Daily News

State Announces $10 Million Energy-storage Initiative

BOSTON — The Baker-Polito administration announced the launch of a new, $10 million initiative aimed at making Massachusetts a national leader in energy storage.

The Energy Storage Initiative (ESI) includes a $10 million commitment from the Department of Energy Resources (DOER) and a two-part study from DOER and the Massachusetts Clean Energy Center (MassCEC) to analyze opportunities to support Commonwealth storage companies, as well as develop policy options to encourage energy-storage deployment.

“The Commonwealth’s plans for energy storage will allow the state to move toward establishing a mature, local market for these technologies that will, in turn, benefit ratepayers and the local economy,” said Gov. Charlie Baker. “Massachusetts has an exciting opportunity to provide a comprehensive approach to support a growing energy-storage industry with this initiative’s analysis, policy, and program development.”

Added EEA Secretary Matthew Beaton, “Massachusetts is nationally recognized for energy efficiency and clean-energy job growth. This Energy Storage Initiative will ensure the Commonwealth continues to be on the forefront of advancing innovative clean technology. Through this initial $10 million announcement and the subsequent studies, Massachusetts is primed to leverage the expertise of the storage industry to reduce barriers to project implementation, ultimately advancing a crucial component of modernizing our electric grid.”

Massachusetts’ $10 billion clean-energy industry already supports a promising energy-storage cluster, said MassCEC CEO Alicia Barton. “By launching the Energy Storage Initiative and fostering this sector at home, Massachusetts will position itself to grab a disproportionate share of the economic opportunities arising out of the fast-growing global markets for storage technology.”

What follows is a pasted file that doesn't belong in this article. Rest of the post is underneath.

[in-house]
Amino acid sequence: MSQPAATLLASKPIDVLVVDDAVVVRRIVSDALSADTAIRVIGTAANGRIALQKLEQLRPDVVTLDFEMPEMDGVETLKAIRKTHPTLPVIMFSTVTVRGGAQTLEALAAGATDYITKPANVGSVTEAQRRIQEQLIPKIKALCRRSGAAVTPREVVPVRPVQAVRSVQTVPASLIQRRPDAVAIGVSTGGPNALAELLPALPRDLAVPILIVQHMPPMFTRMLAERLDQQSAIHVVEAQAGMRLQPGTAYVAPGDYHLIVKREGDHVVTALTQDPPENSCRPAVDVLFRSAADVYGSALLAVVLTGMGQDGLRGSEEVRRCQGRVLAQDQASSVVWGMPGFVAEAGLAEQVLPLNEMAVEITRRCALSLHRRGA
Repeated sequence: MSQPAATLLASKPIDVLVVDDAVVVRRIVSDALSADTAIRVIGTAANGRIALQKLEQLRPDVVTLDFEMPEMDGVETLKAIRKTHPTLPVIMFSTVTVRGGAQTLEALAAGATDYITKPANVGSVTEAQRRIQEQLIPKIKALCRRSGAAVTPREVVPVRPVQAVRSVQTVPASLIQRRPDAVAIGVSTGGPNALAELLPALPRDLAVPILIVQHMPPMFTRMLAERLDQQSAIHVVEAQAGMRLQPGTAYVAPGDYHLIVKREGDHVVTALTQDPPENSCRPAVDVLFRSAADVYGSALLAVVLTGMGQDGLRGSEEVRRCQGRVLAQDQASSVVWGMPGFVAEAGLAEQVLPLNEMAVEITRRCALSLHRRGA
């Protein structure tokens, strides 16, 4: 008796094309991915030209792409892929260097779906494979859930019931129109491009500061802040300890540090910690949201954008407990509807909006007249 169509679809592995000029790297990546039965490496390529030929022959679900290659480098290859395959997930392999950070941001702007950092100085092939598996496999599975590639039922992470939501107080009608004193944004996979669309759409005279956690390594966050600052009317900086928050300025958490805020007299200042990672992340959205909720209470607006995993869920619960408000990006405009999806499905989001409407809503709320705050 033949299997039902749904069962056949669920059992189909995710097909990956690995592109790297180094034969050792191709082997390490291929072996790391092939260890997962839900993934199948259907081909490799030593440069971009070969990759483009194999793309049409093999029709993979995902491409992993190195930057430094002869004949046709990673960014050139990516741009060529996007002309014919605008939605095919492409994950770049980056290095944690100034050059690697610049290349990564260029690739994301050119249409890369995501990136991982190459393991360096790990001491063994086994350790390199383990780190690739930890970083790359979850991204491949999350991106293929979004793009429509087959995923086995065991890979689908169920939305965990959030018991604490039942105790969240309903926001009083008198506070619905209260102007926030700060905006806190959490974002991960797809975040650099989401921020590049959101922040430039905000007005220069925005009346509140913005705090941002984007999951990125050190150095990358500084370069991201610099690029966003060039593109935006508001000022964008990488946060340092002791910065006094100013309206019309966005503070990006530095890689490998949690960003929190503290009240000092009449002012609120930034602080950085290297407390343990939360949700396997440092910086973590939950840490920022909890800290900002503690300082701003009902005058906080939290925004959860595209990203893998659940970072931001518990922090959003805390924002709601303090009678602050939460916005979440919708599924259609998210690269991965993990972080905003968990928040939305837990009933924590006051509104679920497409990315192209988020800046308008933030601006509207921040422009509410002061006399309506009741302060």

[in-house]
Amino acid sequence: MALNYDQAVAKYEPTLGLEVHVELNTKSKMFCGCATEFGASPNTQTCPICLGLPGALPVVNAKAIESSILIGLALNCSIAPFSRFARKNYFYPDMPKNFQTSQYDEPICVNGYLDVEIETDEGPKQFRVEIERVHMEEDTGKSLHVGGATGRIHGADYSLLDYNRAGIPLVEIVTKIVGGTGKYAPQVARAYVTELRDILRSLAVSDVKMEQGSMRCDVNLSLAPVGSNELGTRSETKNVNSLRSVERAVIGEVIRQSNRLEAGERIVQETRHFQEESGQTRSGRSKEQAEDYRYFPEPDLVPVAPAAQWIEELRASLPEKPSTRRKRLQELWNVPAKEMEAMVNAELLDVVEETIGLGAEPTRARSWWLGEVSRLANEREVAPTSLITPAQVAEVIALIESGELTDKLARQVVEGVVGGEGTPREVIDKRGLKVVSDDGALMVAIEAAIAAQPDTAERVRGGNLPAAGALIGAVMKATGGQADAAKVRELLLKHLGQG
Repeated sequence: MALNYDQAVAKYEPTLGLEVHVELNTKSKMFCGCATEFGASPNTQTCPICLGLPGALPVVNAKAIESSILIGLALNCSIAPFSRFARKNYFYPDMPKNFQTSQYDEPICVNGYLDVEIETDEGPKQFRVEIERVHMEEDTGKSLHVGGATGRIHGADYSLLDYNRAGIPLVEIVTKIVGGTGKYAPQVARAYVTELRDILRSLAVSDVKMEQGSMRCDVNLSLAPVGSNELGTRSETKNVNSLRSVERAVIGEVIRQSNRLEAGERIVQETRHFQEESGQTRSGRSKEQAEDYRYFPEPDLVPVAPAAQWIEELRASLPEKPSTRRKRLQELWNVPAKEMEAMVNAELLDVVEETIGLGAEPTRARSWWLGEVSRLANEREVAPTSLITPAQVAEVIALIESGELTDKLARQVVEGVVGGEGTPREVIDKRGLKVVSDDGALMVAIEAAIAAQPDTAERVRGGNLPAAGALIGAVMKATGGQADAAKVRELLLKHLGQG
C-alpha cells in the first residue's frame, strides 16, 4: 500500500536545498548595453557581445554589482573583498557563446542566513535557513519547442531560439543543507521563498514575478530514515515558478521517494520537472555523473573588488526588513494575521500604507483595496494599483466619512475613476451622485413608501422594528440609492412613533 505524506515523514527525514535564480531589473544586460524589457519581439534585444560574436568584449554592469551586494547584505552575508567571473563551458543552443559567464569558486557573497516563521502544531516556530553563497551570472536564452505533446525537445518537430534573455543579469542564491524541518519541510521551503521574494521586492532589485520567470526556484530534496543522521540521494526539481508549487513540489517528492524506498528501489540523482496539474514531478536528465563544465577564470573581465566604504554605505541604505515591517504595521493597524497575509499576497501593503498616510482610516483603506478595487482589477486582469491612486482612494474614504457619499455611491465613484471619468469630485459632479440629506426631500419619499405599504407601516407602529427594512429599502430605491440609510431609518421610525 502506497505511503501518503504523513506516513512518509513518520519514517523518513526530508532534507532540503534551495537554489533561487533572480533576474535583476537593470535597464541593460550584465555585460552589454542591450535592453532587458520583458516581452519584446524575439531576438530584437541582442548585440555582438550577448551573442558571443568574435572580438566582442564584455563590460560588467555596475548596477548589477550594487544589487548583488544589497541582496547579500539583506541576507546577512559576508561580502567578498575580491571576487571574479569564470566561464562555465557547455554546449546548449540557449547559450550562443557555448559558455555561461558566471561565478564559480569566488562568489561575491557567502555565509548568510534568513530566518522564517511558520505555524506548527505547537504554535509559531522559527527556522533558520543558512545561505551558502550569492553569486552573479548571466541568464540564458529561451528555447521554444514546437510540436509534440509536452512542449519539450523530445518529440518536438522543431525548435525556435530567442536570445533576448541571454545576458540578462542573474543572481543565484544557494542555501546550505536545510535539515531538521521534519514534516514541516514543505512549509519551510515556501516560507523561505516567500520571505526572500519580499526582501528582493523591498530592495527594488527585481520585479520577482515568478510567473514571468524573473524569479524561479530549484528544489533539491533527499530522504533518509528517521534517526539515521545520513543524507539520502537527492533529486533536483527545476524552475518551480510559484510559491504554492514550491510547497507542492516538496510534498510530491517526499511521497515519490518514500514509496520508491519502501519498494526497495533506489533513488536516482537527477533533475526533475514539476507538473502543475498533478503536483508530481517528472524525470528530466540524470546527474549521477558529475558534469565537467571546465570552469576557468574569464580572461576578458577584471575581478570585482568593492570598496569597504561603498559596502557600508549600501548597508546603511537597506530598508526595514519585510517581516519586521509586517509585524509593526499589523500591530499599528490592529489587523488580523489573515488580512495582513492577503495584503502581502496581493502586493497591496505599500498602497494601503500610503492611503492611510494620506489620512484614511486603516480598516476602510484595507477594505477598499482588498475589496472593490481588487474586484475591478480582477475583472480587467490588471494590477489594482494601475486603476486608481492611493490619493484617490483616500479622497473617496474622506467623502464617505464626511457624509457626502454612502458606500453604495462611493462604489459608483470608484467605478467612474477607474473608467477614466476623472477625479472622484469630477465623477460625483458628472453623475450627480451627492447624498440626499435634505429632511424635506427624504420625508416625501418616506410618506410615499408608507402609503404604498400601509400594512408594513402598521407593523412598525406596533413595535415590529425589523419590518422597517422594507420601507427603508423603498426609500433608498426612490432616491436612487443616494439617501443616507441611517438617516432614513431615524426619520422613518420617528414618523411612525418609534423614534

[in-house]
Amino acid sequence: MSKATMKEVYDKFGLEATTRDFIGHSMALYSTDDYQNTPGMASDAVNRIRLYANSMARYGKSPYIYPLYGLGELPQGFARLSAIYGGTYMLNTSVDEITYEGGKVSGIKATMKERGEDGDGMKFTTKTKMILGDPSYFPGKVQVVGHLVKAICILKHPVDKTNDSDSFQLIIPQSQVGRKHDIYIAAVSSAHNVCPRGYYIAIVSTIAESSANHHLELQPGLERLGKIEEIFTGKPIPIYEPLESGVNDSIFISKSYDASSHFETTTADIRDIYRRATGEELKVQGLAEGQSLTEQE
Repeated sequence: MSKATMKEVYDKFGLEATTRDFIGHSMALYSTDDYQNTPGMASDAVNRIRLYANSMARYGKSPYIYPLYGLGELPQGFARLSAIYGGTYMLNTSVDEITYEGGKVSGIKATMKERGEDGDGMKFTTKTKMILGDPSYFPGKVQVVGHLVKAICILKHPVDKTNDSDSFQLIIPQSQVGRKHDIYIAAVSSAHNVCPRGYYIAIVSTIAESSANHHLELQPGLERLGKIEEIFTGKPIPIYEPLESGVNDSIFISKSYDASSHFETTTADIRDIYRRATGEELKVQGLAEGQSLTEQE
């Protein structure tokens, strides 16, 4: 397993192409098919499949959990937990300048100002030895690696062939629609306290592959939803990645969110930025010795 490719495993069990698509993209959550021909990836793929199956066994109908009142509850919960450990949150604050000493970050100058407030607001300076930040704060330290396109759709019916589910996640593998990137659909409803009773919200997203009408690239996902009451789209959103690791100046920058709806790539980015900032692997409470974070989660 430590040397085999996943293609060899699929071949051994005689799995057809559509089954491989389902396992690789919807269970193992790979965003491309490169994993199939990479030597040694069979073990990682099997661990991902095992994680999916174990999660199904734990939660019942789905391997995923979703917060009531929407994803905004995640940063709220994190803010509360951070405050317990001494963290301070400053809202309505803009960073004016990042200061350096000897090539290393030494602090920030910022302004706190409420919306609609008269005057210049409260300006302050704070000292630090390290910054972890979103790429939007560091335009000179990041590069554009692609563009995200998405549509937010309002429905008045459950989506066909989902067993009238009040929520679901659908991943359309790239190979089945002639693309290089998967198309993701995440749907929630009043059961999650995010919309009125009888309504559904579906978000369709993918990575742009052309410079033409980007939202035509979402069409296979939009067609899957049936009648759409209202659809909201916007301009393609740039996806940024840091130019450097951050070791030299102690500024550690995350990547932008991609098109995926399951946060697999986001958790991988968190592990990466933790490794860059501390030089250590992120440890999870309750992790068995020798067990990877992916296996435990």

The worldwide market for grid-scale energy storage alone is estimated to reach $114 billion by 2017, according to an analysis by Lux Research. Common methods of energy storage include batteries, flywheels, compressed-air energy storage, pumped storage, hydrogen storage, and thermal-energy storage.

The two-part study will start by analyzing the industry landscape, economic development, and market opportunities for energy storage, while also examining potential policies and programs that could be implemented to better support energy-storage deployment in Massachusetts. The second part of the study will provide policy and regulatory recommendations along with cost-benefit analysis for state policymakers.

In parallel, DOER will leverage $10 million in Alternative Compliance Payments (ACPs) to establish and support the Commonwealth’s energy-storage market. DOER will work to identify and evaluate the appropriate value of the services energy storage can provide to ratepayers and the grid through a market signals assessment, while funding demonstration projects from the utility to residential scales.

DOER will work with MassCEC and key market players, in state and across the country, to assist in the development of innovative projects in the Commonwealth. Through this initiative, Energy and Environmental Affairs will hold several forums to engage experts and industry in storage-policy opportunities in the coming months.

“Massachusetts continues to play a leading role in creating solutions for a more flexible and resilient grid,” said Matt Roberts, executive director of the Energy Storage Assoc. “These investments in studying the positive impact that energy storage will have and funding new projects will undoubtedly spur continued advancement in the industry.”